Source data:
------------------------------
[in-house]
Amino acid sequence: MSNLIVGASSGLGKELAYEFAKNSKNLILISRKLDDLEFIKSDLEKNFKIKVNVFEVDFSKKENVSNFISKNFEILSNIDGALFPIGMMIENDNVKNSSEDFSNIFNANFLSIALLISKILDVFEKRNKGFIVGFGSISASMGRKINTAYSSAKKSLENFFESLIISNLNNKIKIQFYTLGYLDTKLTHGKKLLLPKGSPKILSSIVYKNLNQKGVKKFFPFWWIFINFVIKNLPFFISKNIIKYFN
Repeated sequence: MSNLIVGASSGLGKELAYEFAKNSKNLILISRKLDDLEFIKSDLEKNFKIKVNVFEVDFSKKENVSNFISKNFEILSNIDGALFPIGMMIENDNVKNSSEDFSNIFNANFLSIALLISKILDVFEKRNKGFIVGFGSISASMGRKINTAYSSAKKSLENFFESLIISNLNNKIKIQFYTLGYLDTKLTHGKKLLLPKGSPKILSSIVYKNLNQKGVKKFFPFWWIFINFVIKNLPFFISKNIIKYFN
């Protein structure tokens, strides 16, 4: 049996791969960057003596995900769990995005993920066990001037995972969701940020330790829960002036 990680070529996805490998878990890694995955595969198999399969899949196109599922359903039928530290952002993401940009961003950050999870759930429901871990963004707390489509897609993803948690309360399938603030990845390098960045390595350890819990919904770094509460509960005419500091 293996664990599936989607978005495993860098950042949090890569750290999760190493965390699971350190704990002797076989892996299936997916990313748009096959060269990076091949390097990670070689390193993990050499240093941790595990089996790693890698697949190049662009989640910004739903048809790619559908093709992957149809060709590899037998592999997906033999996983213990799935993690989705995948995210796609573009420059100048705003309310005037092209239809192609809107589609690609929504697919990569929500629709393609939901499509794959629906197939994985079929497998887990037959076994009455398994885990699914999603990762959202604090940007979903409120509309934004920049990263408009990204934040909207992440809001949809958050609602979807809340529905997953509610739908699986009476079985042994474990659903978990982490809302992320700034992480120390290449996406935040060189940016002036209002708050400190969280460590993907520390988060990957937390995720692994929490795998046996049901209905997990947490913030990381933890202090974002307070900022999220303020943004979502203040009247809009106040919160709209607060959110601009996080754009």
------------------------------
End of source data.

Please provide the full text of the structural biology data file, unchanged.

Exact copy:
[in-house]
Amino acid sequence: MSNLIVGASSGLGKELAYEFAKNSKNLILISRKLDDLEFIKSDLEKNFKIKVNVFEVDFSKKENVSNFISKNFEILSNIDGALFPIGMMIENDNVKNSSEDFSNIFNANFLSIALLISKILDVFEKRNKGFIVGFGSISASMGRKINTAYSSAKKSLENFFESLIISNLNNKIKIQFYTLGYLDTKLTHGKKLLLPKGSPKILSSIVYKNLNQKGVKKFFPFWWIFINFVIKNLPFFISKNIIKYFN
Repeated sequence: MSNLIVGASSGLGKELAYEFAKNSKNLILISRKLDDLEFIKSDLEKNFKIKVNVFEVDFSKKENVSNFISKNFEILSNIDGALFPIGMMIENDNVKNSSEDFSNIFNANFLSIALLISKILDVFEKRNKGFIVGFGSISASMGRKINTAYSSAKKSLENFFESLIISNLNNKIKIQFYTLGYLDTKLTHGKKLLLPKGSPKILSSIVYKNLNQKGVKKFFPFWWIFINFVIKNLPFFISKNIIKYFN
């Protein structure tokens, strides 16, 4: 049996791969960057003596995900769990995005993920066990001037995972969701940020330790829960002036 990680070529996805490998878990890694995955595969198999399969899949196109599922359903039928530290952002993401940009961003950050999870759930429901871990963004707390489509897609993803948690309360399938603030990845390098960045390595350890819990919904770094509460509960005419500091 293996664990599936989607978005495993860098950042949090890569750290999760190493965390699971350190704990002797076989892996299936997916990313748009096959060269990076091949390097990670070689390193993990050499240093941790595990089996790693890698697949190049662009989640910004739903048809790619559908093709992957149809060709590899037998592999997906033999996983213990799935993690989705995948995210796609573009420059100048705003309310005037092209239809192609809107589609690609929504697919990569929500629709393609939901499509794959629906197939994985079929497998887990037959076994009455398994885990699914999603990762959202604090940007979903409120509309934004920049990263408009990204934040909207992440809001949809958050609602979807809340529905997953509610739908699986009476079985042994474990659903978990982490809302992320700034992480120390290449996406935040060189940016002036209002708050400190969280460590993907520390988060990957937390995720692994929490795998046996049901209905997990947490913030990381933890202090974002307070900022999220303020943004979502203040009247809009106040919160709209607060959110601009996080754009």